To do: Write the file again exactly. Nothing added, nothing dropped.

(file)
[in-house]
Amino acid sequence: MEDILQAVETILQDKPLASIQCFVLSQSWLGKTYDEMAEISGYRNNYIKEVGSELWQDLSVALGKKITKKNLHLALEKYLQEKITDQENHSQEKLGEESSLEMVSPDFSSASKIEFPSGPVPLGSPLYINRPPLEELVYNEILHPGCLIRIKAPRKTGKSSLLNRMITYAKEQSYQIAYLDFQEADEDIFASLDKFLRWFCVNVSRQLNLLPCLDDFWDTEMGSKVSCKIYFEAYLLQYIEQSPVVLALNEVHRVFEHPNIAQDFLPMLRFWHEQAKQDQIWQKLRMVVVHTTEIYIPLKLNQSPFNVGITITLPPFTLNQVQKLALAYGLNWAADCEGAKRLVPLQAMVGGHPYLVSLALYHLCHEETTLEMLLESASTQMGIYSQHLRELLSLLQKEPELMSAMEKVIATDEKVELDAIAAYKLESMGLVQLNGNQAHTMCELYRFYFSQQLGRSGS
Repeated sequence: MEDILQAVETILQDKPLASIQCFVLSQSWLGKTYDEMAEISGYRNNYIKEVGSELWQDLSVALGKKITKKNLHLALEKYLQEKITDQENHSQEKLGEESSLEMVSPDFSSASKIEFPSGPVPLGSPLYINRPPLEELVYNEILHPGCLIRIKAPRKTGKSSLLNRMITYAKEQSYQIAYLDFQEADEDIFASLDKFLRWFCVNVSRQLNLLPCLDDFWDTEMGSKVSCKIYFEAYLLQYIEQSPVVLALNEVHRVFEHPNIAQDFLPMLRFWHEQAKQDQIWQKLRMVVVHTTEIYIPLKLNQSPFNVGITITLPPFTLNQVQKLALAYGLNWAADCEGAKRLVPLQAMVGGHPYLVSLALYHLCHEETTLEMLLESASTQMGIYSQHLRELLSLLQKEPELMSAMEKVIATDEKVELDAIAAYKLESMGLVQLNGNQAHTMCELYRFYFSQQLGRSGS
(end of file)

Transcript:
[in-house]
Amino acid sequence: MEDILQAVETILQDKPLASIQCFVLSQSWLGKTYDEMAEISGYRNNYIKEVGSELWQDLSVALGKKITKKNLHLALEKYLQEKITDQENHSQEKLGEESSLEMVSPDFSSASKIEFPSGPVPLGSPLYINRPPLEELVYNEILHPGCLIRIKAPRKTGKSSLLNRMITYAKEQSYQIAYLDFQEADEDIFASLDKFLRWFCVNVSRQLNLLPCLDDFWDTEMGSKVSCKIYFEAYLLQYIEQSPVVLALNEVHRVFEHPNIAQDFLPMLRFWHEQAKQDQIWQKLRMVVVHTTEIYIPLKLNQSPFNVGITITLPPFTLNQVQKLALAYGLNWAADCEGAKRLVPLQAMVGGHPYLVSLALYHLCHEETTLEMLLESASTQMGIYSQHLRELLSLLQKEPELMSAMEKVIATDEKVELDAIAAYKLESMGLVQLNGNQAHTMCELYRFYFSQQLGRSGS
Repeated sequence: MEDILQAVETILQDKPLASIQCFVLSQSWLGKTYDEMAEISGYRNNYIKEVGSELWQDLSVALGKKITKKNLHLALEKYLQEKITDQENHSQEKLGEESSLEMVSPDFSSASKIEFPSGPVPLGSPLYINRPPLEELVYNEILHPGCLIRIKAPRKTGKSSLLNRMITYAKEQSYQIAYLDFQEADEDIFASLDKFLRWFCVNVSRQLNLLPCLDDFWDTEMGSKVSCKIYFEAYLLQYIEQSPVVLALNEVHRVFEHPNIAQDFLPMLRFWHEQAKQDQIWQKLRMVVVHTTEIYIPLKLNQSPFNVGITITLPPFTLNQVQKLALAYGLNWAADCEGAKRLVPLQAMVGGHPYLVSLALYHLCHEETTLEMLLESASTQMGIYSQHLRELLSLLQKEPELMSAMEKVIATDEKVELDAIAAYKLESMGLVQLNGNQAHTMCELYRFYFSQQLGRSGS